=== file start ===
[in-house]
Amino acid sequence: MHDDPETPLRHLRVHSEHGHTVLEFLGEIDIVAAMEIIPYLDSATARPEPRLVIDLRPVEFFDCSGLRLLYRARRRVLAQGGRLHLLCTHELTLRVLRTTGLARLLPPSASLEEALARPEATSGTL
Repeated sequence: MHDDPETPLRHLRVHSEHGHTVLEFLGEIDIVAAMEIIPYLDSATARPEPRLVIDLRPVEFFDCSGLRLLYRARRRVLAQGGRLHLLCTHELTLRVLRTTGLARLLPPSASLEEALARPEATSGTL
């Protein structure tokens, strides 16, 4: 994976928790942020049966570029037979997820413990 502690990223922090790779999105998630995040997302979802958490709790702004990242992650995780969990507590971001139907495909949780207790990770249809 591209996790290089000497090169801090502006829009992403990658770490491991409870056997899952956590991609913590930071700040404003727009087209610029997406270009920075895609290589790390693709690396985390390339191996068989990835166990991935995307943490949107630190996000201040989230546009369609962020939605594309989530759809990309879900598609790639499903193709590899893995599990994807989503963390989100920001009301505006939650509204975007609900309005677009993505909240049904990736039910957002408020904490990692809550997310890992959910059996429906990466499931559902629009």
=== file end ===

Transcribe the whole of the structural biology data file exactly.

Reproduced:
[in-house]
Amino acid sequence: MHDDPETPLRHLRVHSEHGHTVLEFLGEIDIVAAMEIIPYLDSATARPEPRLVIDLRPVEFFDCSGLRLLYRARRRVLAQGGRLHLLCTHELTLRVLRTTGLARLLPPSASLEEALARPEATSGTL
Repeated sequence: MHDDPETPLRHLRVHSEHGHTVLEFLGEIDIVAAMEIIPYLDSATARPEPRLVIDLRPVEFFDCSGLRLLYRARRRVLAQGGRLHLLCTHELTLRVLRTTGLARLLPPSASLEEALARPEATSGTL
């Protein structure tokens, strides 16, 4: 994976928790942020049966570029037979997820413990 502690990223922090790779999105998630995040997302979802958490709790702004990242992650995780969990507590971001139907495909949780207790990770249809 591209996790290089000497090169801090502006829009992403990658770490491991409870056997899952956590991609913590930071700040404003727009087209610029997406270009920075895609290589790390693709690396985390390339191996068989990835166990991935995307943490949107630190996000201040989230546009369609962020939605594309989530759809990309879900598609790639499903193709590899893995599990994807989503963390989100920001009301505006939650509204975007609900309005677009993505909240049904990736039910957002408020904490990692809550997310890992959910059996429906990466499931559902629009």